Wednesday, April 15, 2015

A Fierce Week in Chicago: Day Three -- Feedback and Confrontation

Vicar Amy Cortright, Sr. Warden Lorraine Kee, Chapter member Anne Trolard and I ... along with Diocesan Youth Missioner Elle Dowd ... are at the Nicholas Center at St. James Cathedral in Chicago for a 2 1/2 day "Fierce Conversations" training, where we are exploring and learning in depth an extraordinary model of making our churches, organizations, and lives better one conversation at a time. Every day, I'm posting about what we're doing so you can travel along with us.

"When giving feedback with good intention, I am making the relationship with you more important than your approval. It takes courage to do it." - Jim Sorensen.

Today we tackled two types of conversations that are often some of the most difficult for us ... feedback conversations and confrontation conversations. They are hard because we are challenged to put ourselves out there for each other ... to let people know what we honestly think.

Anne Trolard talks about what we have to gain by having hard conversations
Feedback and confrontation for us as Christians are the methods by which we live out the call of Paul in Ephesians 4

The gifts he gave were that some would be apostles, some prophets, some evangelists, some pastors and teachers, to equip the saints for the work of ministry, for building up the body of Christ, until all of us come to the unity of the faith and of the knowledge of the Son of God, to maturity, to the measure of the full stature of Christ. We must no longer be children, tossed to and fro and blown about by every wind of doctrine, by people’s trickery, by their craftiness in deceitful scheming. But speaking the truth in love, we must grow up in every way into him who is the head, into Christ, from whom the whole body, joined and knitted together by every ligament with which it is equipped, as each part is working properly, promotes the body’s growth in building itself up in love.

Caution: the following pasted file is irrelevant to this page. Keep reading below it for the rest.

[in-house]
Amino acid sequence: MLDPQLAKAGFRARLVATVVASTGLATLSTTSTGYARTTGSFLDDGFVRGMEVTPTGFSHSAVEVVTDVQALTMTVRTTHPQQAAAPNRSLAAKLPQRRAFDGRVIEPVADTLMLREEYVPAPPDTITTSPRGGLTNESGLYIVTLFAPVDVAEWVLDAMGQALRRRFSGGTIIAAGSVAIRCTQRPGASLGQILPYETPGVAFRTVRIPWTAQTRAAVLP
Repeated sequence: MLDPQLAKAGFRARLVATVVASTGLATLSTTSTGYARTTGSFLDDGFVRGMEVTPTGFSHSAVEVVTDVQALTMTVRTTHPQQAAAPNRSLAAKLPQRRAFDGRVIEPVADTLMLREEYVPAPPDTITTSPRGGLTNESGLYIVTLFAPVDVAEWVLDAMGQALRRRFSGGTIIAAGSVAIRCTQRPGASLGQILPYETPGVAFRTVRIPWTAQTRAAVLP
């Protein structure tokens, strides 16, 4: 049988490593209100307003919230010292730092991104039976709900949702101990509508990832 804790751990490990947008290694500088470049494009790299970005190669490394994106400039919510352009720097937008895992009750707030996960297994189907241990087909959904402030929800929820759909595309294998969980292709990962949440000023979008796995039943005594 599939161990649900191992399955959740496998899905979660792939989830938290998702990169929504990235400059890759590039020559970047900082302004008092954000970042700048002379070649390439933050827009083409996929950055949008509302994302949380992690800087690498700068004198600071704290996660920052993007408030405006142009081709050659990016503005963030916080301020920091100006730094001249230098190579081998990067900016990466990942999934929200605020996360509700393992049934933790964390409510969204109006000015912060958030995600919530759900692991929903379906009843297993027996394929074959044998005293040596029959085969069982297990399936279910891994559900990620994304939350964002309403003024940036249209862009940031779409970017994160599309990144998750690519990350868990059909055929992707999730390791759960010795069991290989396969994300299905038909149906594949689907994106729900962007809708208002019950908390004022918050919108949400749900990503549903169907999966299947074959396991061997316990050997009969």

We speak the truth in love for the body's growth in building itself up through feedback and, when necessary, confrontation. The healthiest churches are ones that have a clear sense of mission and vision along with excellent feedback loops. It is where we are growing at Christ Church Cathedral with the work we have done on our mission statement and also our Rules of Respect, which mandate direct communication with one another.

We discussed how this can be difficult for us ... about how we will often go to great lengths to avoid not just confrontation but even giving constructive feedback. These conversations are hard, and we need skill development to help us. So we spend much of the day in pairs practicing just this -- how to give and receive feedback and how to have a conversation when you need to confront someone about seriously problematic behavior.

In both feedback and confrontation conversations, specificity is crucial, and generalities are particularly unhelpful. It is naming the real issue and not pulling any punches, being honest about your perspective. But it is also about naming your own complicity (if any) in the situation and opening the door toward conversation that leads to healing.